On Thursday is a series of practice sessions, where spectators like you will watch their favorite drivers get a feel for the track and make adjustments to their cars (along with their teams). On Saturday, morning Formula 1 practice and afternoon there will be a qualifying event. 20 Drivers will participate in an elimination-style event, with the slowest 5 drivers eliminated in the first session, then 5 more drivers eliminated in the second session until only 10 remain. Then, these final 10 drivers will go head-to-head in a contest to determine pole position. On Sunday, the actual Monaco Grand Prix race will be held, and a victor will be declared.

You’ll want to attend each of these unique events, to immerse yourself in the Grand Prix and to see your favorite drivers as they get used to the track conditions (and other drivers). Each day will add something unique to your experience.

Purchase a Travel Package for the 2020 Monaco Grand Prix

Enjoying the race is the easy part. Before you can do that, you’ll need to manage all the logistics of your trip, and plan a budget for the weekend. Fortunately, there’s an easy way for you to both reduce your expenses and simplify your travel itinerary: purchase a package deal.

Travel packages vary in what they offer and how much they cost, but they generally include some combination of the following:

  • Airfare is pretty standard, but you might be able to get a discount if you buy it as part of a bigger package.
  • Transportation between the airport and hotel. Make sure you have a reliable way to get from the airport to your hotel.
  • Hotel accommodations. Don’t be afraid to splurge on a luxury hotel, especially if you can get a discount by buying it as part of a package; it can add a lot to your stay.
  • Race tickets. Obviously, you can’t forget the race tickets themselves. Generally, Grand Prix tickets are sold as a weekend set, permitting you access to events Thursday, Saturday, and Sunday.
  • Transportation to the track. Be prepared with a way to get to the track on race day—your travel package may have options for you here.
  • Discounts and other perks. See if your travel package has discounts at stores, or other perks to enhance your trip even further. You may be able to find a package that allows you to explore the country of Monaco, or one with cheap options for food and drinks during your stay.

The Grand Prix Club, Inc. is a licensed USA-based tour operator that offers some of the most valuable and complete Grand Prix tour packages for F1 fans in the United States. Make sure to browse our selection of Grand Prix travel packages for the best deals!

Pack and Prepare

In addition to the typical items you’d pack for a vacation (i.e., clothes, toiletries, etc.), you’ll need to consider bringing a few extra items for the Grand Prix itself. Namely, you’ll want to bring an umbrella in case of rain, a phone or camera so you can take photos, extra batteries or charging stations, sunscreen, and earplugs. You’ll also want to check the item restrictions of the racetrack before departing; depending on the day, you may or may not be allowed to bring your own food or drinks to the racetrack.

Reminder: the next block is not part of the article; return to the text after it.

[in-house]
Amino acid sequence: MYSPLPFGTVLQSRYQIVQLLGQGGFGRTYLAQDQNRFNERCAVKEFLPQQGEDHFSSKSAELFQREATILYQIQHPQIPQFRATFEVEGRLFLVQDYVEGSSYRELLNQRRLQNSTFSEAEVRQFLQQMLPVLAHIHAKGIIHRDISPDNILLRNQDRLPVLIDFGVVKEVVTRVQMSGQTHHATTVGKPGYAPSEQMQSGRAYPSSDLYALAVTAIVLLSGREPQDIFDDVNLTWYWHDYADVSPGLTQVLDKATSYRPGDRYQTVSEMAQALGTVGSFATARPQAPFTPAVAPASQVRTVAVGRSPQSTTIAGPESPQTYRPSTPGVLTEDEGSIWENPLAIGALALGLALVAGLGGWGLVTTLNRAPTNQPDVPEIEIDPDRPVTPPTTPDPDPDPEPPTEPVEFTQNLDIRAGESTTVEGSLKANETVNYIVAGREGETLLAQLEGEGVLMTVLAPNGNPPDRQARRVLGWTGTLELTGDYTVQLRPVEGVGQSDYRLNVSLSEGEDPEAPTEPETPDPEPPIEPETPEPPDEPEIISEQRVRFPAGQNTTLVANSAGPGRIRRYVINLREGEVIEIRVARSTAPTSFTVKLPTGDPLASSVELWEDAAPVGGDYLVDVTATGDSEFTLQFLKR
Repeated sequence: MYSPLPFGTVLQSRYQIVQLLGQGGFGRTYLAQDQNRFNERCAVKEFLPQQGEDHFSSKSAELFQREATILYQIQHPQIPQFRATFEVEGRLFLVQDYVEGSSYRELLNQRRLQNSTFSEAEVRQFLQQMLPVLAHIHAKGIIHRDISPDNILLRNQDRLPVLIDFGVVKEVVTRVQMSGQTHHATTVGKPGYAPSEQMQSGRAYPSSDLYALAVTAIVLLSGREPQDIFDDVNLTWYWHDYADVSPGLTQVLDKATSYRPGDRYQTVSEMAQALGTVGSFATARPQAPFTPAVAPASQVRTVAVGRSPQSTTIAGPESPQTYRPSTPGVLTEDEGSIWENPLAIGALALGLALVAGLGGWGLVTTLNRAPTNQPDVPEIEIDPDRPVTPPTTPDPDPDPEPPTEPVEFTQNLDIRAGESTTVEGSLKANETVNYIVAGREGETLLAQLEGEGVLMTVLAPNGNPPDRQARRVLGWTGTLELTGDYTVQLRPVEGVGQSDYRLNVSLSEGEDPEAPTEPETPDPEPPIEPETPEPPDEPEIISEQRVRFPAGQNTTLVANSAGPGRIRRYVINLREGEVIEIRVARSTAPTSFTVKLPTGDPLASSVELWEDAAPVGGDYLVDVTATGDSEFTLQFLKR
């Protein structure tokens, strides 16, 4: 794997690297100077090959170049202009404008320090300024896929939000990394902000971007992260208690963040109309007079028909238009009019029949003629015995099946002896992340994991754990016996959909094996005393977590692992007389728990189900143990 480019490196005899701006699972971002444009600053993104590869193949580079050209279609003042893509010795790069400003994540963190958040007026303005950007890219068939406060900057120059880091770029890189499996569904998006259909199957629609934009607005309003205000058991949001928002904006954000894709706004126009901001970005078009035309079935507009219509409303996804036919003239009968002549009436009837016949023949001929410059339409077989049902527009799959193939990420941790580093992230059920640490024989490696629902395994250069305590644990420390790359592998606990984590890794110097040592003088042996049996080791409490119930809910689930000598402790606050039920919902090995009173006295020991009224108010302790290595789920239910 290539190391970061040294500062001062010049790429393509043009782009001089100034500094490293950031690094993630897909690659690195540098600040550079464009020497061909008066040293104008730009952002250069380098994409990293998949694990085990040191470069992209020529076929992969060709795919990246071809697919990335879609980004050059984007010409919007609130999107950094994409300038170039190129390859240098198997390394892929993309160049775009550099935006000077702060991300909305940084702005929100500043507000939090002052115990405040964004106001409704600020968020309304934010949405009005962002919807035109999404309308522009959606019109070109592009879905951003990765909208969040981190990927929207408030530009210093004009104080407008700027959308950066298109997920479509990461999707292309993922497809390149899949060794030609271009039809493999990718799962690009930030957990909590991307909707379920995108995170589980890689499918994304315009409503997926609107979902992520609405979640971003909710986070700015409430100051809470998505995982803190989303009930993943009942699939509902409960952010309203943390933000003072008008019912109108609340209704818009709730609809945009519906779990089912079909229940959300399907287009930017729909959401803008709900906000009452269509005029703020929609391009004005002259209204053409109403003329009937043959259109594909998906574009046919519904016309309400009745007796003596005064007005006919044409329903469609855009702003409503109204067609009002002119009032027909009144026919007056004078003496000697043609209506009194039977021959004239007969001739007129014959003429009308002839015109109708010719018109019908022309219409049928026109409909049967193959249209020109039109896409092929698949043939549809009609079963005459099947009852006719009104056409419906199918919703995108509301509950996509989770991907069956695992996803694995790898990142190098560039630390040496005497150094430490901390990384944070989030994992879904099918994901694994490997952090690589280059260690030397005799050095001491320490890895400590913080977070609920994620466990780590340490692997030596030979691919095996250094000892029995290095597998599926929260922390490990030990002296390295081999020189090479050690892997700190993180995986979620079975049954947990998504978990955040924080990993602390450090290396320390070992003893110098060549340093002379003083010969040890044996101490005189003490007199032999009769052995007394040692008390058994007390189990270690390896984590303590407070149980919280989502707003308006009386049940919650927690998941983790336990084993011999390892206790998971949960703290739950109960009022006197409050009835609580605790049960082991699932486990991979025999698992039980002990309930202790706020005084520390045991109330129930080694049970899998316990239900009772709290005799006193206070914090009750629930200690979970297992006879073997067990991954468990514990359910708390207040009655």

Know How to Get Around

Monaco is a small country, which makes it easy to navigate (for the most part). It’s possible to rent a car, but you probably won’t need one—and besides, the streets are usually extremely busy, meaning you’ll be dealing with traffic the entire time. Instead, consider walking to most of your destinations; the elevation changes in Monaco can be tough to deal with, but public lifts can assist you. In the meantime, you can purchase a bus pass and rely on Monaco’s excellent public transportation system.

Arrive Early and Choose Your Seats

For practice and qualifying, your tickets may be general admission, meaning the seats are first-come, first-served. Accordingly, you’ll want to arrive at the track early and scout out the best possible seats for the event. There are no “bad” seats at the Monaco Grand Prix, but you may personally prefer some over others. Feel free to experiment with different locations and angles, and stick to the ones you like best.

See Monaco (and Possibly France)

While the Grand Prix will undoubtedly be the highlight of your trip, you should know that Monaco has a lot to offer on its own. Between events, especially on Friday, you’ll have the opportunity to explore the country. Take in the sights of the Mediterranean sea, explore some of Monaco’s famous gardens, and visit the local shops that give the country such a unique, local feel. Plus, France is incredibly close by, so you may be able to spend a day or two in yet another popular European country.

If you’re ready to start planning your trip to Monaco, be sure to check out our 2020 Monaco Grand Prix tickets and travel packages. Book your trip today, or contact us to learn more about how to make the most of your 2020 Grand Prix experience!